A ‘bill of exchange’ is an instrument in writing, containing an unconditional order, Signed by the maker, directing a certain person to pay a bearer of the instrument (Sec.5).

The maker of the bill is called the “drawer”. The person to whom or whose order the money is to be paid is called the “payee”. If the payee holds the bill, he is called the “holder”.

It is necessary in certain cases for the holder to present the bill to the drawee for his acceptance. When the drawee signifies his acceptance by signing on the bill, then he becomes an acceptor.

It should be noted that in some cases, drawer and drawee may be the same person. For example, when a Principal draws a bill on his agent, the drawer and the drawee are the same. Similarly, drawer and payee may be the same.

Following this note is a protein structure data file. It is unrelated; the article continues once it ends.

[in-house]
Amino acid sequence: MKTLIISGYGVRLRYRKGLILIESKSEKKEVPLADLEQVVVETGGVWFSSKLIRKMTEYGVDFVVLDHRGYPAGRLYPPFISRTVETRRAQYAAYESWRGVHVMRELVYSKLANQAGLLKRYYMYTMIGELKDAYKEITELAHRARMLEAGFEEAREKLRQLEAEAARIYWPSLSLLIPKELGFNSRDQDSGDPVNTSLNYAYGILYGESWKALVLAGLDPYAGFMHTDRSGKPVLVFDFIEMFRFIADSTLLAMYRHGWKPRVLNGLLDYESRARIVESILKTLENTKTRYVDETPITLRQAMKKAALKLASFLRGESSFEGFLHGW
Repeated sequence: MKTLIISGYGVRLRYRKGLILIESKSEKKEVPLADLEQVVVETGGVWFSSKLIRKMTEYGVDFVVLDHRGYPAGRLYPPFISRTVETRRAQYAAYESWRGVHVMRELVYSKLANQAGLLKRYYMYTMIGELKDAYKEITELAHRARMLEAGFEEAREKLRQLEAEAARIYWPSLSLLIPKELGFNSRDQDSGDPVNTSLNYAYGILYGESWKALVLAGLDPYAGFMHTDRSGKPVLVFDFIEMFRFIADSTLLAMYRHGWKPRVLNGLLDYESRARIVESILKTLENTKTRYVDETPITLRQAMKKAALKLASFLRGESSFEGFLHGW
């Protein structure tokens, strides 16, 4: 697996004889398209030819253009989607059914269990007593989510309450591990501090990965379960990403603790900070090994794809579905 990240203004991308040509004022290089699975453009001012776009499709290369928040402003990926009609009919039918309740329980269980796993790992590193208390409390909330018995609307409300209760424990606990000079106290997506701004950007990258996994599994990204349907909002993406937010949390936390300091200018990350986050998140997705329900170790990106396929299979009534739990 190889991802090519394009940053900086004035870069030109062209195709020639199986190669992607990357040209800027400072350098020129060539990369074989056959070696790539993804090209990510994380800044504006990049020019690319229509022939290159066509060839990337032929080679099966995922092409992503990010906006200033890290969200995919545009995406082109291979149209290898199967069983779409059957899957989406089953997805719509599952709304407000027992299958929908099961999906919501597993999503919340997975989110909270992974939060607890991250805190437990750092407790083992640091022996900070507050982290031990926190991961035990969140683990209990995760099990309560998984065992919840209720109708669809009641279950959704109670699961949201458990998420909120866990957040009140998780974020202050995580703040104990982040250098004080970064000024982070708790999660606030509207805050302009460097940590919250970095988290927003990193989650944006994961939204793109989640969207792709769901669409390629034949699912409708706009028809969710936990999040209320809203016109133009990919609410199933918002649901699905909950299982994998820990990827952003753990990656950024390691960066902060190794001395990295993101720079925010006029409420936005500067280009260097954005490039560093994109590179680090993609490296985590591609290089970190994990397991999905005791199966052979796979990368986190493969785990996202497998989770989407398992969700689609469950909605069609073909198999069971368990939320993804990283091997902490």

Essentials of a bill of Exchange:

For all practical purposes, requirements of a bill elements, discussed above, are more or less, equally applicable to a bill of exchange also.

The essential elements of a bill of exchange are as follows:

1. The bill of exchange must be in writing.


2. It must contain an order to pay.

3. The order must be unconditional.

4. There are three parties, i.e., drawer, drawee and payee. These persons must be certain.

5. The drawer must sign the bill.


6. The sum payable must be certain.

7. The sum payable must be in legal tender money of India.

8. It should be stamped according to the Indian Stamp Act.

9. The other formalities, like, date, place and the words “for value received” are not necessary in law.


10. A bill cannot originally be drawn so as to make it payable to bearer on demand. In the specimen given above, Arun is the drawer, Ajay is the drawee and Vijay is the payee. When Ajay accepts the bill by signing the bill, he becomes an acceptor also.